Record-low mortgage rates aren't cheap enough for Federal Reserve Chairman Ben S. Bernanke as he tries to spur economic growth and create jobs.
Policymakers are disappointed that lower yields on mortgage-backed securities haven't led to more savings on home loans after the Fed expanded its balance sheet to an all-time high of almost $3 trillion through bond purchases. Bernanke this month called the trend "unfortunate," and the Federal Reserve Bank of New York held a workshop to examine the issue.
Read more: Federal Reserve frustrated in effort to lower mortgage rates - The Denver Post http://www.denverpost.com/business/ci_22258838/federal-reserve-frustrated-effort-lower-mortgage-rates#ixzz2GC0tvjwF
Comments 1-5 of 5 Last »
And, add that to this new proposal:
Refi Program Expansion Eyed
The Obama administration is considering expanding its mortgage-refinancing programs to include borrowers whose mortgages aren't backed by the government and who owe more than their homes are worth, according to people familiar with the discussions.
Such a move would benefit borrowers and provide a boost to the economy by unleashing cash that homeowners could spend elsewhere. But one proposal being considered would also transfer potentially riskier loans held by private investors into the taxpayer-supported mortgage giants Fannie Mae and Freddie Mac.
Because such a move would transfer billions of dollars of these mortgages to the government-backed mortgage companies, it would require congressional authorization to temporarily change Fannie's and Freddie's charters. Under the proposal, Fannie and Freddie would be allowed to charge higher rates to borrowers in order to compensate for the risk of guaranteeing refinanced loans that are underwater and more likely to result in default.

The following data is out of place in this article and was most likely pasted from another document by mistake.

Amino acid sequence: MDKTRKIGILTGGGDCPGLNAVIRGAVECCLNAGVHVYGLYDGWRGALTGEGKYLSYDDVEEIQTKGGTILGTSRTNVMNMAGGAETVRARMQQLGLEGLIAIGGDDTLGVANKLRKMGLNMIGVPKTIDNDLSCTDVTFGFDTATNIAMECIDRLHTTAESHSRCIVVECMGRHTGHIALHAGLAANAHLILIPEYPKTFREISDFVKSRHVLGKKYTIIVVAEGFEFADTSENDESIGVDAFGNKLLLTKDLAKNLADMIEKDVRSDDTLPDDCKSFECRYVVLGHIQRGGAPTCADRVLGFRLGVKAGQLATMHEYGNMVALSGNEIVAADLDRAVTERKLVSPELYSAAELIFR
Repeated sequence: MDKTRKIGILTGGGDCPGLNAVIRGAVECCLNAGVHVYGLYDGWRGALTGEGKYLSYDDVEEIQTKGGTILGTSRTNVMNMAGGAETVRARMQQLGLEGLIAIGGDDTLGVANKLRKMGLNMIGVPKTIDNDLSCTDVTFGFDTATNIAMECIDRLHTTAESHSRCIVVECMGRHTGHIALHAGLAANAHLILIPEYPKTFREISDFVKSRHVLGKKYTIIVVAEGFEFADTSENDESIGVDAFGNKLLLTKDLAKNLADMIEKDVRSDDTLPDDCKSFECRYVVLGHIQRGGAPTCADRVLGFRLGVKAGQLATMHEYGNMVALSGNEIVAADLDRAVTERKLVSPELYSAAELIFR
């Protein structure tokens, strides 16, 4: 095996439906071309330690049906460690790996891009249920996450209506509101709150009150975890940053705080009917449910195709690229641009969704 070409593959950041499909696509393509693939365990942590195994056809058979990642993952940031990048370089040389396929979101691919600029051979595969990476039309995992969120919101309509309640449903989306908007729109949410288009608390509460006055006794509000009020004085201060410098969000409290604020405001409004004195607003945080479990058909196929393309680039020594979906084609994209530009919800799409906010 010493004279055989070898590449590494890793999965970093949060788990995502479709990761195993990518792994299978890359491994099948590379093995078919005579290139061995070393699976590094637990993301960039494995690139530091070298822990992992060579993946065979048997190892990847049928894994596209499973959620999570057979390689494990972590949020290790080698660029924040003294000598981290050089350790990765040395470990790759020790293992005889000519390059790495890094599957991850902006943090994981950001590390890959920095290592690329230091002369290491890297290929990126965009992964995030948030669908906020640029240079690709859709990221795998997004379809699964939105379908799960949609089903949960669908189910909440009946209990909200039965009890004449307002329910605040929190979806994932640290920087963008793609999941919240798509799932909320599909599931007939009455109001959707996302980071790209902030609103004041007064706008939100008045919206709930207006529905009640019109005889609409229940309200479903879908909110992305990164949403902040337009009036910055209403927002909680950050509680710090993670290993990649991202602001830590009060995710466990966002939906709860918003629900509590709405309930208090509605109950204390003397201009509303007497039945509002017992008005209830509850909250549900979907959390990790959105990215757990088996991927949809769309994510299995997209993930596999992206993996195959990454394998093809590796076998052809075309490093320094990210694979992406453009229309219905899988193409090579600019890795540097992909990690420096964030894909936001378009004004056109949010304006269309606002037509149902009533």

But industry officials say such a program would work only if banks were given immunity from having to buy back any loans they refinance that subsequently default, and that such a shield would boost the risk for the taxpayer-backed companies.
Fannie and Freddie "have already proved that they really weren't good at pricing higher-risk assets" during the housing bubble, said David Stevens, chief executive of the Mortgage Bankers Association. "What gives us the belief they can price it better today?" Allowing the firms to "reload up their balance sheets...will ultimately be a taxpayer expense," he said.
Yup! He's an idiot.
It will make no difference to starts.
There is no short, medium, long term confidence in property ownership.
Perhaps it has something to do with robo-signing or chain of ownership issues!
Bennie will end up buying every fraudulent security issued since the repeal of Glass-Steagall so he and his friends don't end up as being pariahs swinging from lamp posts. Then after quieting the titles on all the properties he'll resell them to the fresh crop of workers. Problem solved.
I bet he retires in France, where people this stupid are a national treasure.
What a load of intellectual dishonesty, to suggest that the feds actions are lowering interest rates, when they appear to be doing tho opposite, creating a floor for rates
Watch comments by email